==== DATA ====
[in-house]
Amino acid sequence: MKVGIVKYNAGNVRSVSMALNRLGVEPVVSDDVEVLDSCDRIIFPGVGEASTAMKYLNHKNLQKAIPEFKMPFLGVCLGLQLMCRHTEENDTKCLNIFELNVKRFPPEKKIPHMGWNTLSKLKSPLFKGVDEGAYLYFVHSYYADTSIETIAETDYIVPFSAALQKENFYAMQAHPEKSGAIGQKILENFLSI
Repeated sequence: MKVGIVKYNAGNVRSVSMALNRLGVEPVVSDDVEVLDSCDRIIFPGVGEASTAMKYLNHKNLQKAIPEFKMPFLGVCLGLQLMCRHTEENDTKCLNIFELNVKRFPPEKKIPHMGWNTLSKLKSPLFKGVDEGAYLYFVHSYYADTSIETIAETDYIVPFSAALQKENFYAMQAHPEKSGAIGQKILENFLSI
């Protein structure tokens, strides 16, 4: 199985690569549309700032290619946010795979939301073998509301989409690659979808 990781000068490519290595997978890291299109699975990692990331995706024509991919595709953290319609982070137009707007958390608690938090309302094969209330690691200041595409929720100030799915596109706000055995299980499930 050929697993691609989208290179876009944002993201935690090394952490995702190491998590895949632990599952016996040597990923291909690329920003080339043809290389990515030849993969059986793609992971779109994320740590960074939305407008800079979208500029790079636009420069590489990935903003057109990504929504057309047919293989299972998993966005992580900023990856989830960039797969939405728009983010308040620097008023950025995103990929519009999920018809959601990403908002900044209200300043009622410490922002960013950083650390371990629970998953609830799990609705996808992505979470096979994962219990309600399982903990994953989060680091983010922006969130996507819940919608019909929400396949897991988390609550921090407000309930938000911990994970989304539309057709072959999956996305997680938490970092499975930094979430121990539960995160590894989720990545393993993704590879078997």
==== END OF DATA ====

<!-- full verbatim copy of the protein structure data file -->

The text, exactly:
[in-house]
Amino acid sequence: MKVGIVKYNAGNVRSVSMALNRLGVEPVVSDDVEVLDSCDRIIFPGVGEASTAMKYLNHKNLQKAIPEFKMPFLGVCLGLQLMCRHTEENDTKCLNIFELNVKRFPPEKKIPHMGWNTLSKLKSPLFKGVDEGAYLYFVHSYYADTSIETIAETDYIVPFSAALQKENFYAMQAHPEKSGAIGQKILENFLSI
Repeated sequence: MKVGIVKYNAGNVRSVSMALNRLGVEPVVSDDVEVLDSCDRIIFPGVGEASTAMKYLNHKNLQKAIPEFKMPFLGVCLGLQLMCRHTEENDTKCLNIFELNVKRFPPEKKIPHMGWNTLSKLKSPLFKGVDEGAYLYFVHSYYADTSIETIAETDYIVPFSAALQKENFYAMQAHPEKSGAIGQKILENFLSI
């Protein structure tokens, strides 16, 4: 199985690569549309700032290619946010795979939301073998509301989409690659979808 990781000068490519290595997978890291299109699975990692990331995706024509991919595709953290319609982070137009707007958390608690938090309302094969209330690691200041595409929720100030799915596109706000055995299980499930 050929697993691609989208290179876009944002993201935690090394952490995702190491998590895949632990599952016996040597990923291909690329920003080339043809290389990515030849993969059986793609992971779109994320740590960074939305407008800079979208500029790079636009420069590489990935903003057109990504929504057309047919293989299972998993966005992580900023990856989830960039797969939405728009983010308040620097008023950025995103990929519009999920018809959601990403908002900044209200300043009622410490922002960013950083650390371990629970998953609830799990609705996808992505979470096979994962219990309600399982903990994953989060680091983010922006969130996507819940919608019909929400396949897991988390609550921090407000309930938000911990994970989304539309057709072959999956996305997680938490970092499975930094979430121990539960995160590894989720990545393993993704590879078997």